Learn to navigate Emerson’s internet presence. Between Spacebook, Duo Push, and ECommon, it can be extremely difficult to find exactly what you need online. Downloading the Duo Push app and linking your fingerprint with your passwords will make your log in process faster. Your housing portal, class schedule, and class information are all on different websites so I would recommend bookmarking them for easier access.

Attend the Org Fair and be open-minded when it comes to extracurriculars. You may think you know exactly what you’re interested in, but with the plethora of opportunities at Emerson, it’s important to think outside of your predetermined plans. Audition for something new, put yourself on the email list for some magazines, or pick up a flyer about sports broadcasting. It won’t hurt to go to a meeting for something you didn’t initially plan on doing. In fact, it may open you up to a ton of new opportunities and experiences.

Three people pose for the camera at an ASIA (Asian Students in Alliance) meeting.
The writer’s friends at an Asian Students in Alliance meeting. Courtesy/Karenna Umscheid.

Take advantage of both the Boston Public Library and Emerson’s Iwasaki library. The Central Branch of the BPL is only a short walk—or ride on the Green Line—away, and its appearance rivals that of Ivy League schools’. Plenty of tourists will walk through while you’re studying, but the scenery makes up for it. Emerson’s Iwasaki Library, though not as pretty, has a large array of screenplays, DVDs, and a collection of fiction and general non-fiction.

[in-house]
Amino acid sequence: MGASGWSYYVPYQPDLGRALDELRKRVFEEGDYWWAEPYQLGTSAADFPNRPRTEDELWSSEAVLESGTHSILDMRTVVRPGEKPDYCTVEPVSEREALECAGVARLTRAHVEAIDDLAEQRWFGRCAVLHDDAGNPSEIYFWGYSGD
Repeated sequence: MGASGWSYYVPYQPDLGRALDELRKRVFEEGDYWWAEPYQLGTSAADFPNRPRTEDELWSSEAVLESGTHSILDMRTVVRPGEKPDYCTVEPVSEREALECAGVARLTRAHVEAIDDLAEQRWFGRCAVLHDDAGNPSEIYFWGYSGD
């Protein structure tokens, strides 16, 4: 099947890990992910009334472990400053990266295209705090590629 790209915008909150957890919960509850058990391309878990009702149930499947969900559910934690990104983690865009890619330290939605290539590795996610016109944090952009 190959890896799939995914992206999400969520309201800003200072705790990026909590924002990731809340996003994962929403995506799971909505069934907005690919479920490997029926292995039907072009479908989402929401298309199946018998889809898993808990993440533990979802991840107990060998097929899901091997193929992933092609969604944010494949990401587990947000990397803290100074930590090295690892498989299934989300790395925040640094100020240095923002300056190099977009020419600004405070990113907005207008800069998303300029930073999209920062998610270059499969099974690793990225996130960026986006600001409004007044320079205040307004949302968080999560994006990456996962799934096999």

Utilize Spacebook. You can book a study room on Spacebook for a variety of on-campus buildings if you need to take a Zoom call outside of your dorm, find a place to meet for a group project, or just study privately. You can either book it online or at the front desk of the Iwasaki library. To book online, just log in with your Emerson email, go under “My Reservation Templates” and click “book now” next to the option that fits you best. Then, select the date and time that works for you, and select one of the available rooms. If applicable, add the name(s) of anyone joining you in the room. Finally, add in some of your contact information and select “Create Reservation.”

As you plan for your classes in the spring, consult with ratemyprofessors.com. The quality of a professor is crucial to how much you’ll learn from and succeed in a class. Because you’ll have more flexibility when signing up for classes after your first semester, take advantage of the opportunity to choose your professors. Keep in mind other factors like time of day—evening classes can sometimes be as annoying as early morning classes—and day of the week.

Know that your mistakes and feelings are all natural, and countless first-year classes have been through the same stress, homesickness and apprehension before you. Orientation week will end, classes will start and before you know it, you’ll feel like you’ve been living in Boston your whole life.